• Perform an economic impact analysis of multiple scenarios. Look at a range of options such as productivity-based contracts, joint ventures, and full employment. The options that make sense will depend on the group makeup. Groups with multiple hospital contracts have different concerns than those serving only one hospital. Practices that own and operate freestanding imaging centers bring a whole range of issues of no concern to those who don’t.
  • Hammer out the details. Moving from broad principles to concrete contract provisions will prove challenging. But if you spend the time and make the effort to minimize antagonism and get beyond the problems that have dogged you in the past, working out the mechanics will be a little easier. In the acquisition spree of the 1990s, hospitals lost money and felt burned because the productivity of owner physicians dropped significantly once they became employees with guaranteed salaries. That huge hospital concern is being addressed with production-based incentives being a significant component of new employment contracts.

Jethani notes employment arrangements are easier for local, single-hospital radiology groups without an independent imaging center. Determining the disposition of a group’s imaging center can complicate the deal on a colossal scale.

Employment, Really?

In an industry where it has been difficult to work out contract exclusivity in which the radiologists agree not to read for competing hospitals, how can the two sides even broach the subject of employing a group of radiologists? Employment represents the ultimate in exclusivity. The issue, however, isn’t simply exclusivity; it really boils down to risk. An exclusive independent service contract may leave many factors outside the control of the medical group. That intensifies the radiology group’s sense of risk.

An acceptable employment agreement balances risk and reward between the employer and the employee because, in the end, they are one entity. Of course there’s risk in signing an employment agreement—if things don’t turn out well, the radiologist may have to leave the community altogether to continue his or her career. So there is a sense of burning certain bridges when you accept an employment offer.

But if you’ve laid a proper foundation, direct employment is no longer unthinkable. In fact, hospitals and radiologists are doing more than thinking about it. Some hospitals have signed on radiologists, and many more are exploring the possibilities. After doing the hard work of letting go of past difficulties and developing a new level of trust, groups pursuing an employment model still find themselves navigating potential stumbling blocks, including the following:

  • contract details and performance expectations (see Figure 2 for general components of a typical compensation scheme);
  • a sense that everyone is treated fairly in scheduling, productivity measures, working within one’s own specialty, workload, and case distribution; and
  • addressing specific concerns such as referring physician collaboration and appropriate assignment of readings to the most qualified physician.

Even nonemployment arrangements fare better under a base-plus-productivity contract. Stampp says that combination provides a sense of stability while fostering a culture that values effort and output. The physicians can focus on important issues such as quality of care and appropriate utilization rather than worrying about the next paycheck.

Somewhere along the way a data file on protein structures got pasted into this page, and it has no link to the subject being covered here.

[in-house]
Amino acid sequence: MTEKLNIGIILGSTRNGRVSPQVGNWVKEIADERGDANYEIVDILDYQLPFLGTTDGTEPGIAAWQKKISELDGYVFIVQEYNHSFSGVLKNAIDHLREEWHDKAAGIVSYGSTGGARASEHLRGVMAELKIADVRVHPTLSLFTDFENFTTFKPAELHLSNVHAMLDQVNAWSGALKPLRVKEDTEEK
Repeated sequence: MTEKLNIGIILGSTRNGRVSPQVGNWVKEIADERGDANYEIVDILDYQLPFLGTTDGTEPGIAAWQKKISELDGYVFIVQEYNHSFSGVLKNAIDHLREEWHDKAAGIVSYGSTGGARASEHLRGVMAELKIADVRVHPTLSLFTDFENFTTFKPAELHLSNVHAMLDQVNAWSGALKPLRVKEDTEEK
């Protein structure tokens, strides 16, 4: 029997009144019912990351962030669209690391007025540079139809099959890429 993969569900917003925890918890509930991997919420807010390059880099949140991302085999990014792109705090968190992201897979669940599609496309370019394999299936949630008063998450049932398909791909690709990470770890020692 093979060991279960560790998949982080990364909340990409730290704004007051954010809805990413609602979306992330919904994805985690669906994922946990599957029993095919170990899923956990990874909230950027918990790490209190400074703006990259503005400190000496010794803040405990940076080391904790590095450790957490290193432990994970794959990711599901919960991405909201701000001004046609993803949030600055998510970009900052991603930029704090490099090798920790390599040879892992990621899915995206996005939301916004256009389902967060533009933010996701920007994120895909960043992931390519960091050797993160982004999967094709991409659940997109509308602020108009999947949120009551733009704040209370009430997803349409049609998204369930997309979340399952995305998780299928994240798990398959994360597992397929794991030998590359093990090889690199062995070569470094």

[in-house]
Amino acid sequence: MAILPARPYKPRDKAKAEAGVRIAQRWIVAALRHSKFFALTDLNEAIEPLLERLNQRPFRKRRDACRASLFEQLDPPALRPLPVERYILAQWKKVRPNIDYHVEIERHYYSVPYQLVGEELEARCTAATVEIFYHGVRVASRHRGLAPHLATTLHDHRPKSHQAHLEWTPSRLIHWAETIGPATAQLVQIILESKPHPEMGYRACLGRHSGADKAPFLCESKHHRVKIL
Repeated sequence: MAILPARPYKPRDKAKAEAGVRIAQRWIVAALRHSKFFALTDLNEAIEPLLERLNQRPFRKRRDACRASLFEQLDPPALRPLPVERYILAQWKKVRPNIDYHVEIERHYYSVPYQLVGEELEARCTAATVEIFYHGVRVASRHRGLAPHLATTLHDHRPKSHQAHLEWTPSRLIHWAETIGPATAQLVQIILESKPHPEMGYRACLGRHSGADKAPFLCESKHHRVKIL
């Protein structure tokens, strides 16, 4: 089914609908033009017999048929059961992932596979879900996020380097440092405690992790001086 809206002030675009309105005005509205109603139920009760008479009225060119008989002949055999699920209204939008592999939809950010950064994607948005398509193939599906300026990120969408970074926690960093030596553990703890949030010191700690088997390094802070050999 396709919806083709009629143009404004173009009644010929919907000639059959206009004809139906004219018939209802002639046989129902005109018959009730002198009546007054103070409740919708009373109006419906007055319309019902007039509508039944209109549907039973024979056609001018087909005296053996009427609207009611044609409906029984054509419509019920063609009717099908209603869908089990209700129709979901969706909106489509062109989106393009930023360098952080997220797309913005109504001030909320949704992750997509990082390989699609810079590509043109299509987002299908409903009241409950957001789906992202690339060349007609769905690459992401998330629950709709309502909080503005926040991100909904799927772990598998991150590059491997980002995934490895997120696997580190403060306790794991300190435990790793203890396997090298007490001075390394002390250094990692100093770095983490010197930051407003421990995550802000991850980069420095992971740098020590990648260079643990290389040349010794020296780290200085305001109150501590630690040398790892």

MIS’ strategy has seen good results from successful relationships they’ve helped craft, both in employment and in independent contractor arrangements. That said, none of the hospitals with which they’ve negotiated employment arrangements agreed to be interviewed for this article; it remains a sensitive topic.

Stampp says one of the keys to success has proven to be the formation of an effective “operating committee.” Each radiologist has input with his or her peers regarding quality control and improvement. The hospitals and radiologists work together to eliminate waste and optimize productivity, resulting in better compensation for the radiologists, better care for patients, and reduced costs and a better bottom line for the hospital. He says a good arrangement strives for transparency, with economic and quality metrics available to all parties. This helps build trust and keeps physicians engaged and incentivized by processes that benefit a hospital’s pursuit of broader organizational goals. In some cases, Stampp says it has yielded results beyond expectations in some arrangements, including the following:

  • Radiologists have earned an additional $80,000 per year.
  • Hospitals have done away with subsidies.
  • Average turnaround times have dropped from 24 hours to six hours in some organizations.
  • Referring physician satisfaction surveys show significant improvement (up from 3.8 to 4.5 on a 5-point scale).

Will employment work for every situation? Of course not—one size fits all is still a myth. Healthcare delivery will continue toward tighter integration, and that calls for better collaborative relationships—no matter what finally happens with health reform. But if radiologists and hospital relationships continue to be plagued with mistrust and suspicion, the future looks pretty bleak.

— Timothy W. Boden, CMPE, based in Starkville, Mississippi, has spent 24 years in practice management as an administrator, consultant, journalist, and speaker.

Figure 1

Figure 2